Molecular Genetics and Plant Growth Hormone
Molecular genetics has advanced over the last three decades by leaps and bounds, providing knowledge regarding the control of developmental events nucleic acids and proteins. Further, scientists have perfected techniques in identification, isolation, sequencing of genes, their transplantation into new hosts, production of transgenic crops, so on so forth. It is no wondered that there is a temptation to make use of all this in plant hormone studies also. Following are the various aspects of these studies: a) Mutant varieties in various plant species which are identified for over production or under production of a given plant hormone are being isolated from nature or sometimes these mutants are produced through mutation breeding techniques.
Studies on phenotypic nature of these mutants would throw new light on the fact how far our earlier assumptions on the physiological responses of various plant hormones are correct or not. Mutants which are deficient in the production of particular hormone step in biosynthetic pathway are also found. Studies of these mutants are helping us in understanding the intricacies of biosynthetic pathways of hormones. Mutants which fail to show a particular physiological response to a given hormone (E.g. cytokinin retards leaf senescence, promotes leaf expansion, promotes chlorophyll biosynthesis etc., in wheat).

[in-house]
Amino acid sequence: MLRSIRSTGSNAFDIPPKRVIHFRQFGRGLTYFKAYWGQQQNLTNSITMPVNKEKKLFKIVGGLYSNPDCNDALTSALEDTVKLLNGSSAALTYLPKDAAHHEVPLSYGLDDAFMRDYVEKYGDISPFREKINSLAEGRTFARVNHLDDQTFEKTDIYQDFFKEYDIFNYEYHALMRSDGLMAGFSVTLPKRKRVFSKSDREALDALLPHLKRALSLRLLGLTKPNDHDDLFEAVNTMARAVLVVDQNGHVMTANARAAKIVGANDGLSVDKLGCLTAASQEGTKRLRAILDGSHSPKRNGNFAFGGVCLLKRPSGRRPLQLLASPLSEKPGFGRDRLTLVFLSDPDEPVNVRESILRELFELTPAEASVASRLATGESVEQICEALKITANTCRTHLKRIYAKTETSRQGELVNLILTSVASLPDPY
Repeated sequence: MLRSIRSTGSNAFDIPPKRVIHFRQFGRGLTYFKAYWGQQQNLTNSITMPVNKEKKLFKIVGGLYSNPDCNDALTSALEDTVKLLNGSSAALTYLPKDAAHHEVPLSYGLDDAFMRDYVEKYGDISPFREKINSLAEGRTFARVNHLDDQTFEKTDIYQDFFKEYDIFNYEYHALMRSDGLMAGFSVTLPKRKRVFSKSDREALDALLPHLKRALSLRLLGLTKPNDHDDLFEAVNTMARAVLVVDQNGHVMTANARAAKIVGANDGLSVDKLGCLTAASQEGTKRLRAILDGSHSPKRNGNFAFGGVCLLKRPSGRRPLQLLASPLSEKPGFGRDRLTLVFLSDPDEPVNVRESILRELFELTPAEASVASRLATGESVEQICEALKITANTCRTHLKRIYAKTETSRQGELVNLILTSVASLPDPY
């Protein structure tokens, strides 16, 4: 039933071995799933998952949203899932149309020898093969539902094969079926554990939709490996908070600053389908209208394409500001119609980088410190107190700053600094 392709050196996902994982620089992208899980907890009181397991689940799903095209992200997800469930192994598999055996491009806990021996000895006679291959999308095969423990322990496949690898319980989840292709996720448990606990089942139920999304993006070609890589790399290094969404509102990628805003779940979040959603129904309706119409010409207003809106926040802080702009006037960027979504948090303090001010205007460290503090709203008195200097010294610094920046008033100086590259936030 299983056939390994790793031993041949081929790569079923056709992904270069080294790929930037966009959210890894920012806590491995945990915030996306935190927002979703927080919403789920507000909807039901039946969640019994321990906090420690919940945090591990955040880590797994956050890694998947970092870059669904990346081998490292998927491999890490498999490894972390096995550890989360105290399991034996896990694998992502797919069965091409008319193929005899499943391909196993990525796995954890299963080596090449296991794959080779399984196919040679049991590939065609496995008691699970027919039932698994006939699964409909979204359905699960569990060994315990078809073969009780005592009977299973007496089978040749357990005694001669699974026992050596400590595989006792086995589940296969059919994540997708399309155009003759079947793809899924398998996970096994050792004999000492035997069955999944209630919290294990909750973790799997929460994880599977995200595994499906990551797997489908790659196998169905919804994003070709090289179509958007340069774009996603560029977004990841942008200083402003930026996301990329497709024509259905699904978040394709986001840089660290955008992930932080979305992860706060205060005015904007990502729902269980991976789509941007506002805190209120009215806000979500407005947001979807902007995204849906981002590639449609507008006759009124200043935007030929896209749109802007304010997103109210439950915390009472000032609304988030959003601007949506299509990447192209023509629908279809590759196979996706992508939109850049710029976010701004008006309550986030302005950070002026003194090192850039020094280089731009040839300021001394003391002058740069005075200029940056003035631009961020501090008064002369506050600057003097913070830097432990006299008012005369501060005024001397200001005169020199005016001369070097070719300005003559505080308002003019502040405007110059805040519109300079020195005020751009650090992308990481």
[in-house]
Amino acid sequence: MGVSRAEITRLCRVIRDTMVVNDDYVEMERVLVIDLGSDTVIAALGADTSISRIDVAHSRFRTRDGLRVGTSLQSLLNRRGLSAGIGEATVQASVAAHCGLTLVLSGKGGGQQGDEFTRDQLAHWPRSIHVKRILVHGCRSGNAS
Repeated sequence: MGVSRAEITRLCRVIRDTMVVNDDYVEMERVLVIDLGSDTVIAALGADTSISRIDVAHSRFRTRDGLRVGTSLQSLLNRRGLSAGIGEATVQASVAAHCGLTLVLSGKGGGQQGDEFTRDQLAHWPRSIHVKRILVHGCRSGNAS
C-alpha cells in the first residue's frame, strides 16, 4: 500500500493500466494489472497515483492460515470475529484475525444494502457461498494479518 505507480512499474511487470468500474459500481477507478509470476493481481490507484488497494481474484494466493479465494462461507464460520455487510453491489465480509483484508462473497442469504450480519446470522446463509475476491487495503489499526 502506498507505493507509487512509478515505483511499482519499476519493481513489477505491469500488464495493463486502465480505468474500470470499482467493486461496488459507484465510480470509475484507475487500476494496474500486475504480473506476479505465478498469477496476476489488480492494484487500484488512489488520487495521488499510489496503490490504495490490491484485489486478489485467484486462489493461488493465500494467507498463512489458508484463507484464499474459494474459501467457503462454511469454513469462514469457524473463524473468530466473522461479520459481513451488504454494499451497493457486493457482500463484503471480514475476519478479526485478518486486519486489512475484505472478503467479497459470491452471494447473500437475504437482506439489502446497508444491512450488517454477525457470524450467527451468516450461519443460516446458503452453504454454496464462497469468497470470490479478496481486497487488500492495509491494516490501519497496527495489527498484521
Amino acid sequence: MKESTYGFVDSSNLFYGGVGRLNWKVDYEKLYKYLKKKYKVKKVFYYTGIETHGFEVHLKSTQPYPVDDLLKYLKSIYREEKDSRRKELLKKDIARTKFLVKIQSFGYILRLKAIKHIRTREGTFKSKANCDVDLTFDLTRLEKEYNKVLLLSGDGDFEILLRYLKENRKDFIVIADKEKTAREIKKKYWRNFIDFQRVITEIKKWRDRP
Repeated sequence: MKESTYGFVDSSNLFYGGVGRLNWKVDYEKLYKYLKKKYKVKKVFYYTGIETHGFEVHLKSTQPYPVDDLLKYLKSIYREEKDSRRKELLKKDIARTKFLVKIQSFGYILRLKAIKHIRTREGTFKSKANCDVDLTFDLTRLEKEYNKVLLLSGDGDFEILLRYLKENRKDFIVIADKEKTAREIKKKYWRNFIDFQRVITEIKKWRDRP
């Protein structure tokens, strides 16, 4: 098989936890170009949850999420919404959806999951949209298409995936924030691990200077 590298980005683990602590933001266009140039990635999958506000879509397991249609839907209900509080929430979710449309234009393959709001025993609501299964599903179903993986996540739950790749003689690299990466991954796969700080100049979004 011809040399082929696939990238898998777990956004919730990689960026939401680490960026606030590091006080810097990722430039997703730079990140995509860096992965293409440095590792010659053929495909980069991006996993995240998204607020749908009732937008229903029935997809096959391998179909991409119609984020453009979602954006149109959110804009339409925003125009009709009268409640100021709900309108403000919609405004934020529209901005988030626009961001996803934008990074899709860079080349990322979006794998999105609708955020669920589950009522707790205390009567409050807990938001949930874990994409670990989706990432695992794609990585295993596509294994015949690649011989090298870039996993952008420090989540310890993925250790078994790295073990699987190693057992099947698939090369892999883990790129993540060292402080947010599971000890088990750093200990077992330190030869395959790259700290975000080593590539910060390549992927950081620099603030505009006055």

There can be one wheat mutant that shows all other responses except leaf senescence. Identification of genes that produce these hormones, cloning them and transplanting them in some other plants also helps us a good deal in knowing the interaction of hormones. Changes in the levels of molecules like m-RNA i.e. in terms of total quantity or quality i.e. how many new species of m - RNA etc. are being followed in cells exposed to hormones over the last two decades. These studies have given new information about hormonal effects at transcriptional and post-transcriptional levels. Observations have shown that polyribosomes formation is higher in cytokinin treated cells. Auxins stimulate both production of ribosomal RNA and m-RNA meant for ribosomal proteins. ABA has shown to cause deactivation of ribosomes. GA3 treated cells show enhancement of ribosomal activity.